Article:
Having a garden does not only give beauty in our homes, some of us grow plants for food. Either way, both need pollination for a successful harvest. Pollinators such as bees, wasps, butterflies, moths, and beetles all help pollen travel between plants. So, how can we boost our garden’s productivity through these pollinators?
Here are some tips from Doctors Nova Scotia:
Plant native species
Planting native and heritage varieties of plant and herbs is one way to attract pollinators. . In Nova Scotia, these include bleeding heart, rhododendron, primrose, aster, cone flower, Joe Pye weed, brown-eyed Susan, Queen Anne’s lace, yarrow, goldenrod, sedum, pussy willow, lilac, salvia and lupin. In garden stores, you can find them in the perennial section. You can also ask from your gardener neighbors who are always separating, cutting back and moving perennials, and they’re often happy to share.
Spice it up
If you want to have flowers from spring to autumn, try planting a variety of blooming plants that are red, orange, yellow, purple and blue which the pollinators love. If you can and still has the space, try making sheltered wild spots or make your own bee hotel for your pollinators to warm themselves.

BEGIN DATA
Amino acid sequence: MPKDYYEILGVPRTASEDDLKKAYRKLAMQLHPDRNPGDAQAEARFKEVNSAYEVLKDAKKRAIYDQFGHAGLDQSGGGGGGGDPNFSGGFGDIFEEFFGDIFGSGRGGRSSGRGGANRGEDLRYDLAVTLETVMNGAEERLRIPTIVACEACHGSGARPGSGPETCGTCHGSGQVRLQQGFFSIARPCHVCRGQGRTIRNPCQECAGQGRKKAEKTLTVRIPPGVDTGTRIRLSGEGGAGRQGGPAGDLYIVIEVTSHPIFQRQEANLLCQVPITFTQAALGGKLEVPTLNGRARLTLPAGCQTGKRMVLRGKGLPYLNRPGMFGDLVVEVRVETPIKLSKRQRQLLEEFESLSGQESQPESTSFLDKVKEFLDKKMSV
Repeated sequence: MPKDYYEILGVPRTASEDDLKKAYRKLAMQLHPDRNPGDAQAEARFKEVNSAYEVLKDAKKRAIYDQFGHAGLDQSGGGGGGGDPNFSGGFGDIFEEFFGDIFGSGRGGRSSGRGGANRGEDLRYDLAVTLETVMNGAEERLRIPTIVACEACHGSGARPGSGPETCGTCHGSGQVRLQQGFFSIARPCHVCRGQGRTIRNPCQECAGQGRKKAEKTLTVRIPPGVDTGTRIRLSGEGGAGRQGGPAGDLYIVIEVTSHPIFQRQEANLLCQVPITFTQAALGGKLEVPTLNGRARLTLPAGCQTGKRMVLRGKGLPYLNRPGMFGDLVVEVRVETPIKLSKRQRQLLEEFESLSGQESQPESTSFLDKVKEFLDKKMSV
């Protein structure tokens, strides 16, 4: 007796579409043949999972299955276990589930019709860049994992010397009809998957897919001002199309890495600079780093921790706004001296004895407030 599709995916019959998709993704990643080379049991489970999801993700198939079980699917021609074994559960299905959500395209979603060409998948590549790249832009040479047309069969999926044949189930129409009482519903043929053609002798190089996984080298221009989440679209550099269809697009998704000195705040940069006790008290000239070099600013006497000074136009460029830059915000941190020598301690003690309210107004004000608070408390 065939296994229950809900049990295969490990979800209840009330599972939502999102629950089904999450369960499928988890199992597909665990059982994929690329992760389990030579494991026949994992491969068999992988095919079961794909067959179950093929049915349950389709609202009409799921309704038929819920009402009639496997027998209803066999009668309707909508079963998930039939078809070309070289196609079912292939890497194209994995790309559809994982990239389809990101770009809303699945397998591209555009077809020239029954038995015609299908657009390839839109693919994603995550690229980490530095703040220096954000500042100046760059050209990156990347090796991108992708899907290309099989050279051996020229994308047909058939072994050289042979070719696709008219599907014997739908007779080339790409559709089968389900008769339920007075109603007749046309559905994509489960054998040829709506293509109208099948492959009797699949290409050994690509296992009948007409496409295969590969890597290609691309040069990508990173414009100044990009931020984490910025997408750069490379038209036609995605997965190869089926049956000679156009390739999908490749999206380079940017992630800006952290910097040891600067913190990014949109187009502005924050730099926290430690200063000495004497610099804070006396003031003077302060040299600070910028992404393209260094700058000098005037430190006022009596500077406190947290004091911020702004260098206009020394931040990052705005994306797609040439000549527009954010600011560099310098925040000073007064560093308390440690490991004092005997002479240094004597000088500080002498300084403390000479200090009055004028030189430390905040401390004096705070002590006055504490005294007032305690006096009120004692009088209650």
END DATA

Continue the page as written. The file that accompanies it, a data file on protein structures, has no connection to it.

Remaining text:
Avoid lawn and garden chemicals and pesticides
Even if you do the first two items above, pollinators will not stay if you use chemicals and pesticides in your garden which are very harmful to them. You can try the natural way by attracting beneficial insects like soldier beetles, lacewings, ladybugs and hoverflies that will eat slugs and aphids, including their eggs.
Leave things alone
Instead of rushing to clean up your yard during spring, wait until there have been at least five consecutive days of warm weather, or above 10 degrees Celsius, before tidying up the dead leaves and plants left from winter. Same is through during fall. The dead stalks, leaves and other plant debris overwinter in your garden, giving insects a cozy place to burrow and materials for bird nests. Rake leaves onto your garden beds to provide extra protection.
More to this blog at https://www.yourdoctors.ca/blog/healthy-living/pollinators
Photo by Piotr Wojnowski: https://www.pexels.com/photo/black-and-yellow-bee-on-white-flower-11246893/